Sustainability Ma-tt-ers Interview with Goodhood
Following our work with Converse we met up with Goodhood at London’s First Mile to try on some of the new Renew Collection, talk alternatives and suggest some reading that might help us in these efforts.
Seetal Solanki is the founder of Ma-tt-er, a London-based material research consultancy, which aims to communicate best practices for using and reusing materials. Seetal recently launched her book, Why Materials Matter – a thought-provoking discussion as to how materials and their usage will dictate our future. With sustainability in mind, Iconic footwear brand Converse recently launched their renewed denim campaign – an initiative to update classic styles with up-cycled denim. To coincide with this, we took a trip to London’s First Mile, a recycling plant, to speak to material conservationist Seetal about her consultancy and continued fight for sustainability.
Tell us more about yourself and how the Ma-tt-er consultancy came to fruition?
My life before Ma-tt-er was a varied 12-year career working across fashion (Alexander McQueen, McQ, Hussein Chalayan, Levis, Études Studio, sportswear (Nike and Puma), architecture + lighting (UVA), automotive (Nissan) and this to name a few. It’s been a journey to say the least. With this range of experience, I was working with design, production, software engineers, sound engineers, architects, womenswear, menswear, kidswear, accessories, footwear, researchers, scientists and then some.
Hindsight has been a wonderful thing and it was very clear that materials were the main component which connected everything together for me. You see we are never without materials and there was a real lack of understanding of what materials are and the potential of them, we just haven’t been using them properly.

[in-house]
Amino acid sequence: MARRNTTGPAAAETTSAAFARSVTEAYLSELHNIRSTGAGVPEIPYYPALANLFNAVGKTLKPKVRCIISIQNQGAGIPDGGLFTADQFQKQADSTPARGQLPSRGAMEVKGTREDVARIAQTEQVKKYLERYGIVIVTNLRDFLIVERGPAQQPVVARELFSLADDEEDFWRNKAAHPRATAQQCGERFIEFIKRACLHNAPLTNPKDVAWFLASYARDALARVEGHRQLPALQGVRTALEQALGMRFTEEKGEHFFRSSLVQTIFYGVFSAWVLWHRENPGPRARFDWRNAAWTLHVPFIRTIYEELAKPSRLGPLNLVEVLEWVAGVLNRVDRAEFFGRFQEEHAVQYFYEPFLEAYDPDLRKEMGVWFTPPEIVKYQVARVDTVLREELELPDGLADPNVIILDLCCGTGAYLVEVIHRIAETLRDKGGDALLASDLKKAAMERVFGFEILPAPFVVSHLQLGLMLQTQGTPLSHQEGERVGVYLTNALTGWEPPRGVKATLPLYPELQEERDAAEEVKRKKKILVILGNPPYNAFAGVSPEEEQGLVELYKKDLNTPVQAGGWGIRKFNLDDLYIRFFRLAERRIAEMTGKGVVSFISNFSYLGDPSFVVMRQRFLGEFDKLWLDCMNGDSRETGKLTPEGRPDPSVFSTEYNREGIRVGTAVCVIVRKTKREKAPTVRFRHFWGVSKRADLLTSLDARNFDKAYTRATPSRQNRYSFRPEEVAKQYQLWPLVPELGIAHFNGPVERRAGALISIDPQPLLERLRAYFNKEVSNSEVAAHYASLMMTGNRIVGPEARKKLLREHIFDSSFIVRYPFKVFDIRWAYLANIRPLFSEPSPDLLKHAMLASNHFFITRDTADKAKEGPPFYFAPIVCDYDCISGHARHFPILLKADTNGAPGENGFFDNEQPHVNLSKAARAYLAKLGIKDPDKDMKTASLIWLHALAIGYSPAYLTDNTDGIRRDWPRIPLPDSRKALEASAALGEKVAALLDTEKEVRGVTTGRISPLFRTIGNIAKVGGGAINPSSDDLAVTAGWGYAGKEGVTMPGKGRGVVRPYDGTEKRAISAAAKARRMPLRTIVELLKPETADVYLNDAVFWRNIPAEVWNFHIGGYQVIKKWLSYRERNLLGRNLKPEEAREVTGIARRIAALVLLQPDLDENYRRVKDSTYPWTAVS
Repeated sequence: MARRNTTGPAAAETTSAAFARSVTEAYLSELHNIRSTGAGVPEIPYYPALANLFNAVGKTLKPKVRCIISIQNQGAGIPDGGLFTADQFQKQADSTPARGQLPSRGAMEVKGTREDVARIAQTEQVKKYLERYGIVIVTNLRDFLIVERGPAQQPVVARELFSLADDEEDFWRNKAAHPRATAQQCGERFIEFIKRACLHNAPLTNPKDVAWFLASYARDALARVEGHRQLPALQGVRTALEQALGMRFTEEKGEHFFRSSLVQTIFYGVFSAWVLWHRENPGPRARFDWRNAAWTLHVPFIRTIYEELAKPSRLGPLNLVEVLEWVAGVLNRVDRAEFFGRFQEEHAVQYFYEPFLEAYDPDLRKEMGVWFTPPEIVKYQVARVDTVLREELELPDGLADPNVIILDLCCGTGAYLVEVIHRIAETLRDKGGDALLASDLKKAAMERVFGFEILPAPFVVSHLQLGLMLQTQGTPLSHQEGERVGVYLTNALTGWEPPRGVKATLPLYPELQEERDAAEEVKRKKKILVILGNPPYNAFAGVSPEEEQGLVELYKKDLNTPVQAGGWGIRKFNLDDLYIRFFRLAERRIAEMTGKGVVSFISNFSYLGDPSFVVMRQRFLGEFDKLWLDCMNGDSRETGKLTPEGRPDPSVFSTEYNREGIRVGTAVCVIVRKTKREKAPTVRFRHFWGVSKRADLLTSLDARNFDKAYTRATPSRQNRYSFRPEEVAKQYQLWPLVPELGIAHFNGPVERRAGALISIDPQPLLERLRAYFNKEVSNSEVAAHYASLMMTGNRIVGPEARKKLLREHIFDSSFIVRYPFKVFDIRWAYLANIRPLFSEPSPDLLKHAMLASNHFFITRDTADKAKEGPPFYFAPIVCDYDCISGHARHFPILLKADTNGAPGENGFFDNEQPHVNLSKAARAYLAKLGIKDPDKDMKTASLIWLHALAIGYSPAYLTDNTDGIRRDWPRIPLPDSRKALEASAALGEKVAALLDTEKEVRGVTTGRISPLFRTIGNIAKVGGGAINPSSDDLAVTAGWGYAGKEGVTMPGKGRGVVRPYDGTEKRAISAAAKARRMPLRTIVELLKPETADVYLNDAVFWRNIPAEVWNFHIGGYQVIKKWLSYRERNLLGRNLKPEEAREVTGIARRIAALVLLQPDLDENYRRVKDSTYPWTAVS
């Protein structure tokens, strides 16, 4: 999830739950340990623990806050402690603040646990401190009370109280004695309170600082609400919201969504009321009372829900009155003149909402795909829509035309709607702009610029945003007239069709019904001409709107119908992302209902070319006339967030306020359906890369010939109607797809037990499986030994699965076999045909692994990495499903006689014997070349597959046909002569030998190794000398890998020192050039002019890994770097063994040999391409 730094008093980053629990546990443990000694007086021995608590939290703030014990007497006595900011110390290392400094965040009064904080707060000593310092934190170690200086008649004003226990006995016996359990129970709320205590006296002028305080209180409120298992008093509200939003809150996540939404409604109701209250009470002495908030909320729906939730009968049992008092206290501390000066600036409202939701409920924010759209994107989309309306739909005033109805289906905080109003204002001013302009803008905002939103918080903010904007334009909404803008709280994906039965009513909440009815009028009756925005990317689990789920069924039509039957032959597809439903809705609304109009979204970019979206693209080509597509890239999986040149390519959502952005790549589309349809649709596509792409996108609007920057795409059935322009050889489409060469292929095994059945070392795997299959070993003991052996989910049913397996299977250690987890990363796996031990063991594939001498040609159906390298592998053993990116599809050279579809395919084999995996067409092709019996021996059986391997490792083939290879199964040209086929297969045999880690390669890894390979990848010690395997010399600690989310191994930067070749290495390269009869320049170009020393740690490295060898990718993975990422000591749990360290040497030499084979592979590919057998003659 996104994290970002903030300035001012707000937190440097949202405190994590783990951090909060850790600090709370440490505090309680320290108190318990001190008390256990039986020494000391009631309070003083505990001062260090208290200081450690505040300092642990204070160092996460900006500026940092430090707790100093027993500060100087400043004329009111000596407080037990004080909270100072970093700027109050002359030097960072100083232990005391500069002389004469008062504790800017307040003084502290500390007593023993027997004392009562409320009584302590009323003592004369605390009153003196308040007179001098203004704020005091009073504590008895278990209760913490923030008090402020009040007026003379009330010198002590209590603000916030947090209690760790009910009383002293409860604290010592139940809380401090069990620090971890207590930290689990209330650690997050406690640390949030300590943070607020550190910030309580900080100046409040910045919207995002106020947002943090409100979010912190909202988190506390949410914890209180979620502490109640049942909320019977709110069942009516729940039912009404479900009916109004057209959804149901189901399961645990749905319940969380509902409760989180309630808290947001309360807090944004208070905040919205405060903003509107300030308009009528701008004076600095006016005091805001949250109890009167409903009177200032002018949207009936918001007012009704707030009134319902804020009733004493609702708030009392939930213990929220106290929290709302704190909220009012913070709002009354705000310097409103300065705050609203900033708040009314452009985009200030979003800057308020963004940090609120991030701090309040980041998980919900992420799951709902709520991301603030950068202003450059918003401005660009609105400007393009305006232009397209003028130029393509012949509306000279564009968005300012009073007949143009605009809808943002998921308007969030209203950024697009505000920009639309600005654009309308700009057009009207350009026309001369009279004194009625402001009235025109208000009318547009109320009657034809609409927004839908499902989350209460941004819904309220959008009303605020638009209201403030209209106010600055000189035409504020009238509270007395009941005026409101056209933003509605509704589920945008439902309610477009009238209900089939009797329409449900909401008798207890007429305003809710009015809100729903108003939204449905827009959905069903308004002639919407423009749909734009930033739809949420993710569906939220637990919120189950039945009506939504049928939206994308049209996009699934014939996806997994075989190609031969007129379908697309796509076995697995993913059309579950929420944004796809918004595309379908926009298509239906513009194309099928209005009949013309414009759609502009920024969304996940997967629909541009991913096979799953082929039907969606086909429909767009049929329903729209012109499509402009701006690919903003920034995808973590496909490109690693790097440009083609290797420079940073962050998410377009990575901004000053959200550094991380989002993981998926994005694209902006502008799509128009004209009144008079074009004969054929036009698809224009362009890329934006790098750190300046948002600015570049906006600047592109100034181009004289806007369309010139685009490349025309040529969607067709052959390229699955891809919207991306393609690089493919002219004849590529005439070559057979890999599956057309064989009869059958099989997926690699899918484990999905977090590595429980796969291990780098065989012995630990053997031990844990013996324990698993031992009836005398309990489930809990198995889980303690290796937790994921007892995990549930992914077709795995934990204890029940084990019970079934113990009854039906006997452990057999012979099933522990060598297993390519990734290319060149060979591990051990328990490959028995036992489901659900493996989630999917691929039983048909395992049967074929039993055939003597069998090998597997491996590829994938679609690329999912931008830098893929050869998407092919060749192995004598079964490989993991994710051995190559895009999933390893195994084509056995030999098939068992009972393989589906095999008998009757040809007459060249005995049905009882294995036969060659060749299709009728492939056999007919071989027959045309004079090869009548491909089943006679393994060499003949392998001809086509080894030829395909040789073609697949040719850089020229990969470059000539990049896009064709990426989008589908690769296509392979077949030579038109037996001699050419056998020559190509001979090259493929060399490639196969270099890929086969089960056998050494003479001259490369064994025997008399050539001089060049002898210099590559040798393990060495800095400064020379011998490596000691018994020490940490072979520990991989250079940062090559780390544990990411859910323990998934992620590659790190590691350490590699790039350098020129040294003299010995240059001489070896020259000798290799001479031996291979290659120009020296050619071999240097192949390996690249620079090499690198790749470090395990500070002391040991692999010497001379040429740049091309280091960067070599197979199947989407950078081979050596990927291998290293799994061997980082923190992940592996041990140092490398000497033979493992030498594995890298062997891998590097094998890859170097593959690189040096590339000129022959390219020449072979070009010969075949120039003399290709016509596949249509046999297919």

That age-old question, ‘what do you do’? I would say I’m a textile designer and the immediate response would be: ‘can you make me a dress or a cushion?’ Well, I can do that but I could also make a textile that could potentially power your home too.
Ma-tt-er was really born out of frustration. The lack of understanding combined with a lack of belonging and also having experienced a sheer amount of waste that occurred in all of the industries I was working in, mainly due to the fact that materials were implemented far too late in the creative process.
I wanted Ma-tt-er to not only create a space for materials and material designers to be understood but for people to understand the value they possess. Materials have previously existed in academia and the sciences but Ma-tt-er makes the complex more accessible and relatable; making materials more widely understood as everybody works with a material whether they know it or not.
So there we have the Ma-tt-er School, Ma-tt-er Consultancy and the Ma-tt-er Studio whereby we implement ways of applying materials in a more responsible way. Materials have the potential to create a positive social, environmental, political and economical impact.